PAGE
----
The carefully designed Olympic village is located within walking distance of the stadiums, as competition ramps up among the athletes, living alongside each other and in the shadow of the impressive arenas.
Four-time Olympic rowing champion Sir Matthew Pinsent helped lift the first of more than 16,000 beds that will be installed in the village.
The gargantuan task of bringing in 64,000 bed sheets and 5,000 bins, 9,000 wardrobes and more than 170,000 coat hangers has now begun. Work began initially on the thousands of apartments in 2008.
With comfort a priority for the hard training sportsmen and women, up to 11,000 sofas and 21,000 pillows will also be shipped onto the site.
There is also the temporary 24 hour, 5,000-seat main dining area plus cafe to get ready along with the Olympic Village Plaza.
This is set to be the main social hub complete with a cafe, general store, bank, beauty and grooming salon, internet lounge, London 2012 shop and entertainment centre.
There will also be a welcome centre, an initial arrival point where athletes and officials will be officially accredited for the Games.
London 2012 chief executive Paul Deighton claimed that the costs of the £9.3 billion Olympic project was in "very good shape" in the face of reports that the budget could spiral to £24 billion.
Sky News said a compilation of costs not included in the public sector funding package came to an extra £2.4 billion but when the counter-terrorism budget, intelligence and security costs, extra policing and transport upgrades were included, the total came to just over £24 billion.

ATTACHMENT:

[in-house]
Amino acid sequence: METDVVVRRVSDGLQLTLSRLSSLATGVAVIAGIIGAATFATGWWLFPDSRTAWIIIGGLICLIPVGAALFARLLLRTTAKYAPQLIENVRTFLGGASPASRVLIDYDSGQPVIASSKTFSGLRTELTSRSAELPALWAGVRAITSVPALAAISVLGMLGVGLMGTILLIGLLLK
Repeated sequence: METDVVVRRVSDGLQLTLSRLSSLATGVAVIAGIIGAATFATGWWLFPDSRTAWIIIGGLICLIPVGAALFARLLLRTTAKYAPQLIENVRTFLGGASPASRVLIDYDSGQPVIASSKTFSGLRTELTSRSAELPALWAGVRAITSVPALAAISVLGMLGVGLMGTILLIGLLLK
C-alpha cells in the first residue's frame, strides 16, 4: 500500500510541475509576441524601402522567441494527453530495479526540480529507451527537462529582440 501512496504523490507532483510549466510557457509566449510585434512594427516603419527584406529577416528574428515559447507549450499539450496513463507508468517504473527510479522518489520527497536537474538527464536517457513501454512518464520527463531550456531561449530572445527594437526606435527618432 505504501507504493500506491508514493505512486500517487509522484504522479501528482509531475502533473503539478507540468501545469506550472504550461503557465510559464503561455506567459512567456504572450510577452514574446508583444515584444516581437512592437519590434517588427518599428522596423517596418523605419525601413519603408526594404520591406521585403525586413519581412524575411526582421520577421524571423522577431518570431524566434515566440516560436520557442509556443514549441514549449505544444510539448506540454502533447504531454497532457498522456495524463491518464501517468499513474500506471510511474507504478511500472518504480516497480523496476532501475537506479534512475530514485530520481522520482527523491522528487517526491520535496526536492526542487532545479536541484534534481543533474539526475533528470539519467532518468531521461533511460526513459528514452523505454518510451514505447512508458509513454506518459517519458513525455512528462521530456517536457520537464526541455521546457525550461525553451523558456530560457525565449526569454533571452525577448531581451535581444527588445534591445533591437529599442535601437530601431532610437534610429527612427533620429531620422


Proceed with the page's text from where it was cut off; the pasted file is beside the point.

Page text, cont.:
Mr Deighton said: "They have added up the peripheral bits around the country and government to help the Games succeed.
"Other budgets are applied to the Games because they think it is a great way of spending money.
"I regard that as people exploiting the greatest opportunity to celebrate and invest in our future that this city is going to have in most of our lifetime. I regard that as a good thing."
VisitBritain chief executive Sandie Dawe said the Games would be "our chance to shine" for various sectors of British industry.
She said: "With only six months to go until the opening ceremony of London 2012, we are ramping up our public relations and marketing activity across the world.
"While the lighting of the cauldron to mark the beginning of the Olympic Games is a highly anticipated moment, we recognise it is also a time when four billion viewers around the globe will turn their attention to London - and Britain."
After the games, the apartments will be transformed into new accommodation for Londoners. The government has pledged to create 1,379 affordable homes, that are sustainable houses
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